News Article

Planning Laws for Loft Conversions Explained

28.07.14

In April 2014, an amendment to the government planning portal’s Technical Guidance on Permitted Development for Householders related to loft conversions. East London builders and householders were required to take note of a clarification regarding the measurement of eaves, which must now be at least 20 cm from the roof edge up the roof slope to the edge of a new addition to the roof. 

This was an extension to the rules for permitted development within which, in most localities, no planning permission is required. These rules were already complicated, but they still have to be complied with, or you may be ordered to put things back exactly as they were. 

What the Rules Say 

You can’t make a change that would take the roof any higher than its current highest part. You may not put a dormer or other extension to the roof at the front of the house where that faces a road. You can’t add more than 40 cubic metres to the roof space of a terraced house or 50 cubic metres to the roof space of a semi-detached or detached house. No dormer or other extension from the existing roof can overhang the wall of the original house: it must be set back. You can’t add a veranda, except a mock or Juliet balcony with no external access.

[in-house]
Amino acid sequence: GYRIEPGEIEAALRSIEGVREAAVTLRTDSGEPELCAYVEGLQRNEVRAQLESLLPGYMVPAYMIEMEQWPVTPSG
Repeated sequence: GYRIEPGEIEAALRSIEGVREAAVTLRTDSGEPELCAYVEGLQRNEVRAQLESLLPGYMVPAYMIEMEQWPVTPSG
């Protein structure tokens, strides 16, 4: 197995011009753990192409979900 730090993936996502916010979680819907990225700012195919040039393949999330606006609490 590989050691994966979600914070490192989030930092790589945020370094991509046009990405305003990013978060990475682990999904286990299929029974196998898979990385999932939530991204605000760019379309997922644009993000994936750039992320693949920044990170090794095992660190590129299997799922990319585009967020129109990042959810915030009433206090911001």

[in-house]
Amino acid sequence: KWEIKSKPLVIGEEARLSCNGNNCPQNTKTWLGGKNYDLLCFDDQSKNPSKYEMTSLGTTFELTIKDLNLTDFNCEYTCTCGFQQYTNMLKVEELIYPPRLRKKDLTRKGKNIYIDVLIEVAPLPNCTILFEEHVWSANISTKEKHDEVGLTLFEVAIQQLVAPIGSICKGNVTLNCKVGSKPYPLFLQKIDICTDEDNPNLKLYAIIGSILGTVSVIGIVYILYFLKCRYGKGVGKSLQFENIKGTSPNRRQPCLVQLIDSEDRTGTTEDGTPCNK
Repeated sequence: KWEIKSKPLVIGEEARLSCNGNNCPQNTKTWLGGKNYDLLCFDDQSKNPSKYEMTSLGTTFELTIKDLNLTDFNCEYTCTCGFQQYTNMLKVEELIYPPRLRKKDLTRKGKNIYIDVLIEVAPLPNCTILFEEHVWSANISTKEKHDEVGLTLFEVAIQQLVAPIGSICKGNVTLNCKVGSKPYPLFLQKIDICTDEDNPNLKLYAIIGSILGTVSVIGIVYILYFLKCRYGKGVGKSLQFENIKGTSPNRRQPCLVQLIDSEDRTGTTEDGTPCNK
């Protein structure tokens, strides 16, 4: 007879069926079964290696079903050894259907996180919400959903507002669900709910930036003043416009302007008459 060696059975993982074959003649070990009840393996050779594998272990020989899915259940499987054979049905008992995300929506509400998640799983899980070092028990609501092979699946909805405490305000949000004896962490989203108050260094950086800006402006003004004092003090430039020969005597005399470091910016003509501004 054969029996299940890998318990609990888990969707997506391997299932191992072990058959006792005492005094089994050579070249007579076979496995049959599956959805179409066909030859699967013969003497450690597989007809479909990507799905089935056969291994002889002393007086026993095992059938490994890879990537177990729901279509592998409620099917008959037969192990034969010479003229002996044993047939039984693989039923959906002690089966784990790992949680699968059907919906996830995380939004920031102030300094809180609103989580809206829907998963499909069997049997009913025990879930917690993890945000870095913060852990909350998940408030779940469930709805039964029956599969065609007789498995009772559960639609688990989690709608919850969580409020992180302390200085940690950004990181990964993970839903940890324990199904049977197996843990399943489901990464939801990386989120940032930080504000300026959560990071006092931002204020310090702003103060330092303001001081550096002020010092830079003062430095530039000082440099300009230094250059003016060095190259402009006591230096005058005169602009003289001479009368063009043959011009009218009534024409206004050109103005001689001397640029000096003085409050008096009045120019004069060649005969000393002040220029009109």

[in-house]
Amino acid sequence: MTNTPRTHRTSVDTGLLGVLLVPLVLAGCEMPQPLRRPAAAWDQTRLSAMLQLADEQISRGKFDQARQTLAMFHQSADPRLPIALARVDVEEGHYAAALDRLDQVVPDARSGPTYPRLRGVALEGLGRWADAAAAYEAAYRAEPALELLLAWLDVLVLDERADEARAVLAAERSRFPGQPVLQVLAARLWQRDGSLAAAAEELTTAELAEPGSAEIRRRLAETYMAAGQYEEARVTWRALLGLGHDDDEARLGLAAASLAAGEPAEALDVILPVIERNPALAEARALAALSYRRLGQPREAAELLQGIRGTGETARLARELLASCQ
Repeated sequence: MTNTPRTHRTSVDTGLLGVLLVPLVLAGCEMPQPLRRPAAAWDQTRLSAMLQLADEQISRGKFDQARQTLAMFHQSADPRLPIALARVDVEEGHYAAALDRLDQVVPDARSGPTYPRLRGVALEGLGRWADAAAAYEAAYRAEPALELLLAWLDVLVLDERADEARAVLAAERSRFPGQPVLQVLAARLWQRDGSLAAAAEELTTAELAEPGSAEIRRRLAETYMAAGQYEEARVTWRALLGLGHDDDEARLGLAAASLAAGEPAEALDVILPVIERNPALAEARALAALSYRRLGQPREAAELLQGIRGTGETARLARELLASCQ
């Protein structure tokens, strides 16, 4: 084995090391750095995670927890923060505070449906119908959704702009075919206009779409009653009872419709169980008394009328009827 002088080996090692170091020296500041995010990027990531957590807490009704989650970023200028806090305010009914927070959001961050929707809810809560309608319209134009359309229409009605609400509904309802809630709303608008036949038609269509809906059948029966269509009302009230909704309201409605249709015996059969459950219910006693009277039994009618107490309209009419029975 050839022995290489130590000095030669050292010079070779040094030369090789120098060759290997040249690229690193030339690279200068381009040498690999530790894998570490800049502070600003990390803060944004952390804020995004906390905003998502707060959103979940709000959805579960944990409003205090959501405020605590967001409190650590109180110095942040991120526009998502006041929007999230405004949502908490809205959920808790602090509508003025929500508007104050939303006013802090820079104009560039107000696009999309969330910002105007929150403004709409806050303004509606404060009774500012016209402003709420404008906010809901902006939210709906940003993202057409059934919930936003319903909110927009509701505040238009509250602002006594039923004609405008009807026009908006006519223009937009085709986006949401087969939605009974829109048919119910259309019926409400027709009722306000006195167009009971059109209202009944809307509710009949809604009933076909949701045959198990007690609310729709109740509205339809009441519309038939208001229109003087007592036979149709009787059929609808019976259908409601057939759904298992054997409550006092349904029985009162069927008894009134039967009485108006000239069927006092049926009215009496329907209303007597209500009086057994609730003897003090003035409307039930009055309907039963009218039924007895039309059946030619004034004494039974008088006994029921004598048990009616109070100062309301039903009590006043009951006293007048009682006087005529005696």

The materials used have to give a similar appearance to the outside of the rest of the house. If you put a window at side of the house it must be obscure-glazed. The only part of a side window that can open must be 1.7 metres from floor level.

Where the Rules Apply

These permitted development rights for householders apply throughout England. The only exceptions are in a few conservation areas, where the local planning authorities must agree all proposed changes.

All loft conversion specialist builders should be fully familiar with all the permitted development rules and local planning policies. They should be able to give guidance to their clients as to whether they will need planning permission. To find out for yourself, you could apply to your council for a Lawful Development Certificate. If you are likely to sell your house in the future, it is handy to have one of these to hand over at the time to forestall any questions about compliance.

At Bespoke Lofts, we have completed many loft conversions East London wide, so we know what is likely to be allowed. Our sympathetic and helpful design team will let you know if anything you would like to do with your loft will take you outside the permitted development limits, and then help you either to make amendments to bring your project in line with the rules, or to make your planning application. Give us a call to arrange an initial chat at no cost.

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